Northern Nigeria concentrates the highest number of fistula cases in the world: between 400,000-800,000 cases. A project started by UNFPA in 2009 with support from Virgin Unite, the non-profit foundation of the Virgin Group, is increasing access to free, quality fistula treatment in the region. The aim is to reduce the prevalence of this dreadful childbirth condition.
On average, Nigerian women have six children. The majority of the women deliver without the supervision of skilled birth attendants. Emergency obstetric care (EmOC) is scarce, making it more difficult to prevent maternal deaths and disabilities, like fistula, when a woman develops complications during delivery .
Caesarean sections, which are essential to save the mother and the baby's lives, as well as to help prevent fistula when obstructed labour occurs, are also a scarce resource in Nigeria. According the World Health Organization, at least 5 per cent of women should have access to C-sections in case of childbirth complications. Yet, in Nigeria it only occurs in 1 per cent of the cases. This situation results in one of the highest rates of maternal deaths in the world: 545 deaths per 100,000 live births.
For each woman who dies in childbirth, 20 other suffer different short- or long-term maternal disabilities, of which obstetric fistula is one of the most devastating. Globally it is estimated that 2 million women live with fistula, usually isolated due to the stigma associated with the condition.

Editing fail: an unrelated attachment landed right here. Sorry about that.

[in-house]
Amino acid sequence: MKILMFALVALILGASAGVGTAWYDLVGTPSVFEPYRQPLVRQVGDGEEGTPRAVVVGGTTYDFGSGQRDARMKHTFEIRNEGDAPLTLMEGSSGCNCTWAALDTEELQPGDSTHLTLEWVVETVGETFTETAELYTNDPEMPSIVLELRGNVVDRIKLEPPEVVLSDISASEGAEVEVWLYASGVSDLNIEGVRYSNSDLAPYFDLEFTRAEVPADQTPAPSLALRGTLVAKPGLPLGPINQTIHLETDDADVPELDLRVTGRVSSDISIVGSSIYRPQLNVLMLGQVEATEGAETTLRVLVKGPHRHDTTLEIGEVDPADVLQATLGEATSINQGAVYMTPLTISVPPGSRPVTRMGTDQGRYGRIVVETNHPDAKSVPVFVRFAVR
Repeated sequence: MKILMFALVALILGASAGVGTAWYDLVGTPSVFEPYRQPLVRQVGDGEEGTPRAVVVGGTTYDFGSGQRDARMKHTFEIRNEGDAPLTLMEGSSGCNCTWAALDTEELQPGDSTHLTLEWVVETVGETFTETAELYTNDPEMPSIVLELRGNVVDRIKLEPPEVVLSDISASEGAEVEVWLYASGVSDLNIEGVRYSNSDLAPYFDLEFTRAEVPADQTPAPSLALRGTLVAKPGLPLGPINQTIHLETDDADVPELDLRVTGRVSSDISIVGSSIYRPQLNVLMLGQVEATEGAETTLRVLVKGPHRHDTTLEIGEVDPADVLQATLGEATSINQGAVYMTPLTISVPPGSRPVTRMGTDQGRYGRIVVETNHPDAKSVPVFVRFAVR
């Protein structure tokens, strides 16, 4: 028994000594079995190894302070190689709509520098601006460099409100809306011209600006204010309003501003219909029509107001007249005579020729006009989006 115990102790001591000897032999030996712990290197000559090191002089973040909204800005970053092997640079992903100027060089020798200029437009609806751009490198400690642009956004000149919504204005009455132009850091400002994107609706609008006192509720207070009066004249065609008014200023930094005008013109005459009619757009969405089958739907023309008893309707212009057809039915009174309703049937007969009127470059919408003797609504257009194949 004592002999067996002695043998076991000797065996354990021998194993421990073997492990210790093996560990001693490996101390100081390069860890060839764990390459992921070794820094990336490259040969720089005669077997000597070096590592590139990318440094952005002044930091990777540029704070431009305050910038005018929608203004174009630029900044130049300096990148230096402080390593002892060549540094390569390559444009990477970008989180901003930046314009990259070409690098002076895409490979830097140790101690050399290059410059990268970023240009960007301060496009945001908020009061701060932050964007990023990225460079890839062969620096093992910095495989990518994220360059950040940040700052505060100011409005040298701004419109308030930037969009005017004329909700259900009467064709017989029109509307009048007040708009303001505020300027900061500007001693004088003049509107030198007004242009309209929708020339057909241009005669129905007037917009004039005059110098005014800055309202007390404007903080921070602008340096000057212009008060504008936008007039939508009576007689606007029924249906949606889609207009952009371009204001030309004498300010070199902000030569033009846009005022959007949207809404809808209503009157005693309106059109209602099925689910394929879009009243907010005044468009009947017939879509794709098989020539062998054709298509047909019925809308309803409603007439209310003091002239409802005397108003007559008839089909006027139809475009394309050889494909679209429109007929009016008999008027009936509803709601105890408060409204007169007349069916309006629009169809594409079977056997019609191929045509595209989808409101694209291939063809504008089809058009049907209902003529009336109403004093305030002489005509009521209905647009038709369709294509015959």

Research suggests that there is a wide regional variation in the prevalence of fistula within Nigeria, with the northern part of the country and segments of the southeast zone having the highest rates. The differential rates are likely due to poverty, non-availability or lack of access to maternal health services, as well as cultural resistance to C-sections in some areas.
Selected health care facilities in the region are being strengthened through the project in partnership with Virgin Unite to provide emergency obstetric care, including C-sections, which will become an integral part of the services available to prevent maternal deaths, fistula and other disabilities.
"I am healed and very happy. My husband now wants me back." Zulai Shuaibu.
Facilities where fistula treatment services are available in Northern Nigeria are also being upgraded and expanded through the project. To ensure that women use the improved services, interventions such as community education will be introduced to motivate them toward prevention measures and, in case they already have the condition, seek treatment.
The project is also tackling the social exclusion and marginalization experienced by women who live with fistula through training and rehabilitation services that will facilitate the reintegration of fistula patients into their communities.
After the training: "Women in the community are coming to learn designs from me." Harira Auwalu.
Kori Habib reported from Nigeria.